Response

Response #
216
Category
Past experience of grief
Respondent details
45-54 | Female | German
Q1: What was the nature of your relationship with the person who died?
I lost:
Three pregnancies
My grandmother
Very close friends to cancer
Q2: How has the person’s death affected you during the hours, days, and weeks that followed?
I felt a terrible emptiness and it was very hard to handle daily tasks.
Deep sadness and heartache.
Q3: How, if at all, have your relationships with other people (particular individuals and other people in general) been affected by the bereavement?
I was not able to be present for others. I wanted to be on my own.
Q4: Does the surrounding world seem any different to you while grieving? If so, how?
Not really. What was hard to realise was that for everyone else the world went on and I was not sure how to make it through the next day.
Q5: Has your experience of time changed in any way?
Time stood still for a while.
I was only able to take it day by day or hour by hour.
Q6: Has your body felt any different during grief?
Heavy, empty, fragile, tired, weak.
Q7: Has grief interfered in any way with your ability and motivation to perform various tasks, including paid work?
Yes, definitely.
Q8: Is your experience of grief changing over time? If so, how?
After a while I felt less sad and had moments of hope that I will make it through my grief.
Q9: Have you ever found yourself looking for the person who died or expecting that person to appear?
No.
But I talk to them sometimes as if they were around me.
Q10: Are there times, places, and occasions that have made you especially aware of the person’s absence?
Yes, birthdays, pictures, songs, souvenirs.
Q11: People who are grieving often report experiencing the presence of the person who died. Have you had any experiences that you would describe in those terms?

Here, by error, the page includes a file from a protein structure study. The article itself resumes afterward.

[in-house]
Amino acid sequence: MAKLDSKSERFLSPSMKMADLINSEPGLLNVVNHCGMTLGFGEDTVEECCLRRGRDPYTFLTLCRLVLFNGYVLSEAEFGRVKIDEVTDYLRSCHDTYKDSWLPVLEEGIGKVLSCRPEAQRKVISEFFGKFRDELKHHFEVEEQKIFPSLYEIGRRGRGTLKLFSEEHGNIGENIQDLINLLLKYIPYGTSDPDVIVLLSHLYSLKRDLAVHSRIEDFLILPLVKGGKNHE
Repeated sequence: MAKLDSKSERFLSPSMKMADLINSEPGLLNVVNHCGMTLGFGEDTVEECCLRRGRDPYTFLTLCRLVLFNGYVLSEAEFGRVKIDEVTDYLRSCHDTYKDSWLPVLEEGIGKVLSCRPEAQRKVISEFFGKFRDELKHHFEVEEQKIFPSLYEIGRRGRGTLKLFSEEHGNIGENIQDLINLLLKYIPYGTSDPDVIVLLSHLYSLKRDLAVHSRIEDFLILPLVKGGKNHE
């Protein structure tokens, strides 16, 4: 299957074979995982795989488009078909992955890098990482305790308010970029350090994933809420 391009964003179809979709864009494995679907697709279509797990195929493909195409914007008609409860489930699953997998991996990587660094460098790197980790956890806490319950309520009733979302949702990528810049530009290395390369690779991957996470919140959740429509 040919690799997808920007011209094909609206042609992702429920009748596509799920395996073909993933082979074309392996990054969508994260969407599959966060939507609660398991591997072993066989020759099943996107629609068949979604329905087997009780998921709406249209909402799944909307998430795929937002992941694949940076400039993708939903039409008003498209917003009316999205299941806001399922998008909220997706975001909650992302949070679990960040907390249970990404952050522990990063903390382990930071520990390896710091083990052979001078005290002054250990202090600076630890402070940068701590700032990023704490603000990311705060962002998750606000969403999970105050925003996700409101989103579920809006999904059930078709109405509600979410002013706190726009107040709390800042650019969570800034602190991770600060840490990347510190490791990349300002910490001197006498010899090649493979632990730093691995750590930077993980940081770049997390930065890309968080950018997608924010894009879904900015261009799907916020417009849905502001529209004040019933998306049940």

I did not experience this.
Q12: Do you still feel a sense of connection with the person? If so, could you say something about when you feel this and what the experience is like?
I am very connected with my grandmother. She’s watching over me and her wisdom is guiding me.
Q13: Since the person died, is there anything that you have been doing in order to feel close to them?
I have put pictures of them in my home and 4 butterflies wall tattoos remember me my babies.
Q14: Is there anything that you do in order to avoid being reminded of the person or of their death?
No. I needed to face reminders to be able to accept the loss and to heal.
Q15: Has anything in particular helped you to cope with grief? Has anything made you feel better or worse?
I joined a network of women to talk about my childlessness.
Q16: How understanding have other people been? Have others said or done anything that you've found especially helpful or unhelpful?
Unhelpful was the fact that not a lot of people around me where aware of what happened because I kept things too long for myself.
Q17: How, if at all, has your experience of bereavement changed you as a person?
It helped me to accept that death, loss and grief are essential part of life and ignoring it is not helpful.
Q18: How, if at all, does grief over the death of a person differ from other forms of loss that you have experienced?
It’s the fact that you are not able to see that person ever again.
Q19: Are there any aspects of grief that you find particularly puzzling or difficult to put into words?
The start of grief is extremely hard when denial and anger is kicking in.
Q20: Are there any important aspects of your experience that we have not addressed?
Being able to grieve has made me a stronger person.